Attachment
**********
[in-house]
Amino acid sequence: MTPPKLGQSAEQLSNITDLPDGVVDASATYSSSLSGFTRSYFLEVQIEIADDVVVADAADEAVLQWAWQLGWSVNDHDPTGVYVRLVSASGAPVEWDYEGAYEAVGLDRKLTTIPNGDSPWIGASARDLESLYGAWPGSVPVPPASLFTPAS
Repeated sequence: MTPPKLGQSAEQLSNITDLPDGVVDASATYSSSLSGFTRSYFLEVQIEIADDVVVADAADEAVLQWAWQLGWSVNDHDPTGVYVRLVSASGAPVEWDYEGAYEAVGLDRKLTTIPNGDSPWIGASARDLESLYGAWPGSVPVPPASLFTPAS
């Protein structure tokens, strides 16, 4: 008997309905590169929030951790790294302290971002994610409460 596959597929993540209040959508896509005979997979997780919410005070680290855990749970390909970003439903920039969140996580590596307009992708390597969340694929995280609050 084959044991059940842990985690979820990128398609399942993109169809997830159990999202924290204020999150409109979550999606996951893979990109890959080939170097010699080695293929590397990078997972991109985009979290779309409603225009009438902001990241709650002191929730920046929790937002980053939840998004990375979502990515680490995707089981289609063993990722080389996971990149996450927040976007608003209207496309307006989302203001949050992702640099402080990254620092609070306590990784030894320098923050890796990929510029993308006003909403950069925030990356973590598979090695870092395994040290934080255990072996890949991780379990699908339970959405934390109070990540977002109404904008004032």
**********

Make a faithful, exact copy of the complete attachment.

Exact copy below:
[in-house]
Amino acid sequence: MTPPKLGQSAEQLSNITDLPDGVVDASATYSSSLSGFTRSYFLEVQIEIADDVVVADAADEAVLQWAWQLGWSVNDHDPTGVYVRLVSASGAPVEWDYEGAYEAVGLDRKLTTIPNGDSPWIGASARDLESLYGAWPGSVPVPPASLFTPAS
Repeated sequence: MTPPKLGQSAEQLSNITDLPDGVVDASATYSSSLSGFTRSYFLEVQIEIADDVVVADAADEAVLQWAWQLGWSVNDHDPTGVYVRLVSASGAPVEWDYEGAYEAVGLDRKLTTIPNGDSPWIGASARDLESLYGAWPGSVPVPPASLFTPAS
């Protein structure tokens, strides 16, 4: 008997309905590169929030951790790294302290971002994610409460 596959597929993540209040959508896509005979997979997780919410005070680290855990749970390909970003439903920039969140996580590596307009992708390597969340694929995280609050 084959044991059940842990985690979820990128398609399942993109169809997830159990999202924290204020999150409109979550999606996951893979990109890959080939170097010699080695293929590397990078997972991109985009979290779309409603225009009438902001990241709650002191929730920046929790937002980053939840998004990375979502990515680490995707089981289609063993990722080389996971990149996450927040976007608003209207496309307006989302203001949050992702640099402080990254620092609070306590990784030894320098923050890796990929510029993308006003909403950069925030990356973590598979090695870092395994040290934080255990072996890949991780379990699908339970959405934390109070990540977002109404904008004032």